A jobless 28-year-old stole the credit cards and cheque books of his family members and went on a shopping and gambling spree.
In less than three months, Nicholas Tian Weijie spent at least $36,850, including on iPhones and restaurant meals. He resold some of his purchases to get cash. Only $700 has been recovered.
Yesterday, he was jailed for 27 months after admitting to committing 99 offences between last December and February this year.
These included misappropriating or stealing nine credit cards - most of which belonged to his father - and using some to cheat retailers to hand over their goods.
The amount chalked up included sums from seven cheques he had forged and cashed in the name of his brother, from whom he stole or misappropriated five cheque books. Tian successfully withdrew $12,500.
The court heard that he took the cards and cheque books from the HDB flat in Elias Road where he lived with his father, businessman Johnny Tian Cheng Lock, 61, and twin brother Douglas Tian Weijian, an audit assistant manager.
On at least one occasion, he impersonated his father, made a false report to a bank that a credit card was lost, and took the replacement from the letter box when it arrived.
Tian was arrested on Jan 14 when he tried to make a purchase with one of his father's cards at an IT shop in Sim Lim Square. He became visibly nervous when he was asked to verify that the card belonged to him.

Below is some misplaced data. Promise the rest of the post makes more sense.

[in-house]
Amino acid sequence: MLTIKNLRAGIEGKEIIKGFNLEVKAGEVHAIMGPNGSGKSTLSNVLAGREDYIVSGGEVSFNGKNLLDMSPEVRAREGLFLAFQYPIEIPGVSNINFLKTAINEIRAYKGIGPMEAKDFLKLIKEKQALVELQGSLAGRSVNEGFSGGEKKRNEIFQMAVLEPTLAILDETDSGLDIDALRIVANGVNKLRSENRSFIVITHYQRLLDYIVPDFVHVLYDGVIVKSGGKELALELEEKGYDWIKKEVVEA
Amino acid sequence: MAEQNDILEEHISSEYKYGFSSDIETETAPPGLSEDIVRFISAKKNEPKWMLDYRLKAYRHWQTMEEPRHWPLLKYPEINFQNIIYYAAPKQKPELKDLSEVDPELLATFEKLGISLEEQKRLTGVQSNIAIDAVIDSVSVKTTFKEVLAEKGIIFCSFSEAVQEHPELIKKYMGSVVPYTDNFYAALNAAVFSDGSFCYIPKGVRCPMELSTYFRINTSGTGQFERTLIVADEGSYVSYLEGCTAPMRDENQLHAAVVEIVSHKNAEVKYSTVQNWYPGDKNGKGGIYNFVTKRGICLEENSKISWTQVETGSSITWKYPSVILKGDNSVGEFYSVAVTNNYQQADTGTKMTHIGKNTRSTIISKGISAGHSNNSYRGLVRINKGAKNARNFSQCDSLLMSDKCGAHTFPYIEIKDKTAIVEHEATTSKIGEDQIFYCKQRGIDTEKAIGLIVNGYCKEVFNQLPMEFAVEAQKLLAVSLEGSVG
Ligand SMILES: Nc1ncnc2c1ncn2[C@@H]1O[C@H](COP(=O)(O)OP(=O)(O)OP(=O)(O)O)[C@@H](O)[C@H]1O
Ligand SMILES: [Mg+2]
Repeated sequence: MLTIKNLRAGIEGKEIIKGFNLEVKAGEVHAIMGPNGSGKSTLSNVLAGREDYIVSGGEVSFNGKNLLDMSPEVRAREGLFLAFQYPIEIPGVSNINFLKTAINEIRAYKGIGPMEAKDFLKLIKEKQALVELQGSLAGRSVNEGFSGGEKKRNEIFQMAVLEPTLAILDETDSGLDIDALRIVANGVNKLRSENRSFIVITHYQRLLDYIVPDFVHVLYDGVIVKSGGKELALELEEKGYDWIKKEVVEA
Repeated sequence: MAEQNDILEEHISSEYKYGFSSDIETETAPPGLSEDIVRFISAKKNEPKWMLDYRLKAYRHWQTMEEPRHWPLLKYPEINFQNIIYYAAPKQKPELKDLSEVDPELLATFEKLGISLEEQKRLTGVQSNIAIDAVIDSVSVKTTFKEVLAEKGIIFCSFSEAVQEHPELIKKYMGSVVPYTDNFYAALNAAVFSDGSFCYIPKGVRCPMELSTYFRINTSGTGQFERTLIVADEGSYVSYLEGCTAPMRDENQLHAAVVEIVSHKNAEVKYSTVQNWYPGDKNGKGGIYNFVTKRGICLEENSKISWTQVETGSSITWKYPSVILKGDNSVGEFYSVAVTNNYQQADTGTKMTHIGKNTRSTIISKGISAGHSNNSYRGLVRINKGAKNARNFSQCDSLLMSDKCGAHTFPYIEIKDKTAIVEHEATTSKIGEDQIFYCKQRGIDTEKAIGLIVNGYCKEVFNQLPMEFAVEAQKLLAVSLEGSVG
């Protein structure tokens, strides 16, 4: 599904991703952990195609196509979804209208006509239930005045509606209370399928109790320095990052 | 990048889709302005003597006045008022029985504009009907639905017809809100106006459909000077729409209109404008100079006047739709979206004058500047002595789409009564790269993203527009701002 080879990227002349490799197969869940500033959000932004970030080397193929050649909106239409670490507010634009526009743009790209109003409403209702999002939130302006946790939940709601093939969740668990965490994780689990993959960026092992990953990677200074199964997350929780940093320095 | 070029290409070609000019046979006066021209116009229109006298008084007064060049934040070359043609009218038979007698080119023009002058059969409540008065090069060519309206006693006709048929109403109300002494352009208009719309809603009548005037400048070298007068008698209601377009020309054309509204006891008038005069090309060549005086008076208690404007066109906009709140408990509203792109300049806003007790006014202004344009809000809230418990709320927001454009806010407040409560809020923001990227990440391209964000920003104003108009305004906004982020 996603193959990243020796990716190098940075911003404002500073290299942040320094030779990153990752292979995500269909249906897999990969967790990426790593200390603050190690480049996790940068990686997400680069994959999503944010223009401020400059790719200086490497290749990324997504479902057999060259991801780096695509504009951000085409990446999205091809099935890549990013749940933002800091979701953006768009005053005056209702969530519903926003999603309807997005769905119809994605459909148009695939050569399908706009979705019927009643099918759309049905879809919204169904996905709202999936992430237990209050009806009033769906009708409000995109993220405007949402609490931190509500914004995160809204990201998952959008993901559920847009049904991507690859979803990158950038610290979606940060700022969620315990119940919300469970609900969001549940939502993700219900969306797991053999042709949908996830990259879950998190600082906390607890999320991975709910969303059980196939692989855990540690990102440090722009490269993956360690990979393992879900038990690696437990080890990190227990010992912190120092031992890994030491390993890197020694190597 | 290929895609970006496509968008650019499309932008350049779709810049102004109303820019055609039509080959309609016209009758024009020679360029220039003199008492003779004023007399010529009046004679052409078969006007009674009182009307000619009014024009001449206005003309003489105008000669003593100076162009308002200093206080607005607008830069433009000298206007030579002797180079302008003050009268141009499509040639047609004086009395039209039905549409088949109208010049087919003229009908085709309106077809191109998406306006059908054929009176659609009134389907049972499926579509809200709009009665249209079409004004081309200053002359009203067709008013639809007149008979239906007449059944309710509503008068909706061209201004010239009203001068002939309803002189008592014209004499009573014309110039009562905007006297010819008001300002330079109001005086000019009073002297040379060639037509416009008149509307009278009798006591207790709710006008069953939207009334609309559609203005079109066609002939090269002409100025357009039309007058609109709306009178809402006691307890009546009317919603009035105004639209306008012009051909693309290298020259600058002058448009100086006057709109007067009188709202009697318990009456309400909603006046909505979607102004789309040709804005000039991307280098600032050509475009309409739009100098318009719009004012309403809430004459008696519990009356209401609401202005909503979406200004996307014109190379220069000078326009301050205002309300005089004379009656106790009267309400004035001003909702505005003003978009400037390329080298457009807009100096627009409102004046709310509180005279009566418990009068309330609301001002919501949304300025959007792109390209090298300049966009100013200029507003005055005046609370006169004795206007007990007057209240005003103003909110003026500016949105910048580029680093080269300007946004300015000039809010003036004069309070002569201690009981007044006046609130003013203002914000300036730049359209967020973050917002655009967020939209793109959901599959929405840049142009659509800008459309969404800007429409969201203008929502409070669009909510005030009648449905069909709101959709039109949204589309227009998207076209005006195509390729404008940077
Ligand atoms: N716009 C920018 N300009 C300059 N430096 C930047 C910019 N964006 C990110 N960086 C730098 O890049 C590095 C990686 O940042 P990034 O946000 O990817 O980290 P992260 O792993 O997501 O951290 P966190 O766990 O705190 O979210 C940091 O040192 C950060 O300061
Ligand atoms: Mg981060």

He was released on police bail two days later, but went on to commit 30 of his credit card-related offences.
Pointing this out, Deputy Public Prosecutor Nicholas Tan said Tian had disregarded the law and should be jailed for 28 to 34 months.
It is understood that the elder Mr Tian was unaware of what was happening as he was in and out of Singapore at the time.
But his son Douglas had made a police report on Jan 3 after spotting unauthorised withdrawals from his bank accounts.
District Judge Toh Yung Cheong said the credit card and cheque fraud Tian committed were serious offences.
Tian pleaded guilty to 16 charges in all, with 83 others taken into consideration.
He could have been jailed for up to 10 years and fined for each charge of cheating companies to hand over their property, and for each count of forgery to cheat.
This article was first published on Dec 3, 2014.
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